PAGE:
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Officials discuss possible government shutdown effects
Posted 9/27/2013 Updated 9/27/2013
by Mary McHale
AFNORTH Public Affairs
9/27/2013 - TYNDALL AIR FORCE BASE, Fla. – In anticipation of a possible government shutdown Oct. 1, Department of Defense officials released information about its potential effects on key areas of the federal worker environment.
These areas include work activities, pay, base and family services. It is also important to note there are differences between this furlough and the one triggered by sequestration earlier this Fiscal Year.
If in fact a shutdown does occur, officials differentiated between the two kinds of furloughs federal workers can experience. They said an “administrative furlough is a planned event by an agency designed to absorb reductions necessitated by any budget situation other than a lapse in appropriations, for example sequestration. A shutdown furlough occurs when there is a lapse in appropriations, such as a government shutdown.”
In terms of work activities, officials stressed these effects would only be incurred if a government shutdown occurs. They said, “Air Force functions that are essential to national security and safety will continue.” Most other activities, however, will halt and a large number of civilian employees will be furloughed.
“Whatever the ultimate outcome, rest assured our no-fail air defense mission will continue unabated 24/7. Supporting and performing Operation Noble Eagle is the only option,” Lt. Gen. William Etter, Continental North American Aerospace Defense Command Region-1st Air Force (Air Forces Northern) commander, said.
But while excepted activities would continue, effects may occur in other areas, such as temporary duty assignments and permanent change of station moves. All TDYs not in direct support of excepted activities would be canceled or terminated if a shutdown occurs. All PCS activities already underway will continue until completion while new PCS actions will not be initiated unless in support of an excepted activity.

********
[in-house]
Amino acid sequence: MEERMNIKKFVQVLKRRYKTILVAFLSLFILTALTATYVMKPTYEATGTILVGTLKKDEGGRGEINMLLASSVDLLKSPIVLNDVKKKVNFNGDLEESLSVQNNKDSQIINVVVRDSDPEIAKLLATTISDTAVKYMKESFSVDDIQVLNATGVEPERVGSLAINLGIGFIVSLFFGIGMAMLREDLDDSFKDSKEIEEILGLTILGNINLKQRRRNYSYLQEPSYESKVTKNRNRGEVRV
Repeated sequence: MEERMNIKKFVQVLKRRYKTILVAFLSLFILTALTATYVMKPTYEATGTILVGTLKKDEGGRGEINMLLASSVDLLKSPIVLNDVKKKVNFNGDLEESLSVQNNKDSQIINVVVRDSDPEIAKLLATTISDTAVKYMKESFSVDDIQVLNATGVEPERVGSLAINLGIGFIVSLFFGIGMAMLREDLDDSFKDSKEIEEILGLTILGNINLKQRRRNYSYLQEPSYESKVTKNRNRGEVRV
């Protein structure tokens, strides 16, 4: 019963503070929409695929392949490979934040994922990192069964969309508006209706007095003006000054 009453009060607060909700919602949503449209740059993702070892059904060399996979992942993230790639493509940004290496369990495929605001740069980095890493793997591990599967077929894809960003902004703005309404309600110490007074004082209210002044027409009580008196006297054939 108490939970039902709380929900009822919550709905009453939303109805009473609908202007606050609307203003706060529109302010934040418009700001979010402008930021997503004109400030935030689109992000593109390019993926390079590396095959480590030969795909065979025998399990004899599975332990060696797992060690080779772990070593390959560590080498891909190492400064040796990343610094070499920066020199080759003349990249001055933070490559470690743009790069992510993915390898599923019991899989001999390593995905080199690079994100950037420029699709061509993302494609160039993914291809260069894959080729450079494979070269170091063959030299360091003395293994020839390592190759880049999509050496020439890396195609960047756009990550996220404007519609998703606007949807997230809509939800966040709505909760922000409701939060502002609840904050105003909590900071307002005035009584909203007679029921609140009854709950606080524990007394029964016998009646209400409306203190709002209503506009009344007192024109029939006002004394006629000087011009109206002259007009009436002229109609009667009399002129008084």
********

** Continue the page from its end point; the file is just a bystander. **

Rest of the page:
As for pay, officials said military members and non-furloughed civilians will work and earn pay for the shutdown period, but they will not receive it until Congress provides appropriations. Employees who are furloughed would only receive back pay if a specific appropriation is approved by Congress.
“The pay piece is critical across the board,” Etter said. “I strongly urge anyone who anticipates financial difficulties to immediately engage with their chain of command to find financial aid resources.”
Effects on base and family services may vary by locality. Since programs such as education, child development, youth activities and commissaries may either be limited or suspended, persons are advised to check with their local facilities. The Army Air Force Exchange Service will remain open.
When it comes to TRICARE, private sector care will continue, along with inpatient, acute and emergency outpatient care in medical and dental treatment facilities. Suspended medical activities would include elective surgery or other elective procedures in DoD medical and dental facilities.
“My intent is to share as much information as quickly as possible as soon as I know it. We enjoy a day-to-day professional working environment that seeks to promote teamwork and consistent and transparent communication throughout. This situation is no different nor will we treat it as such,” Etter said.
“While I’m hopeful this shutdown will be avoided, it’s imperative we prepare ourselves should it take effect next week,” he said.
Article source: http://www.1af.acc.af.mil/news/story.asp?id=123365030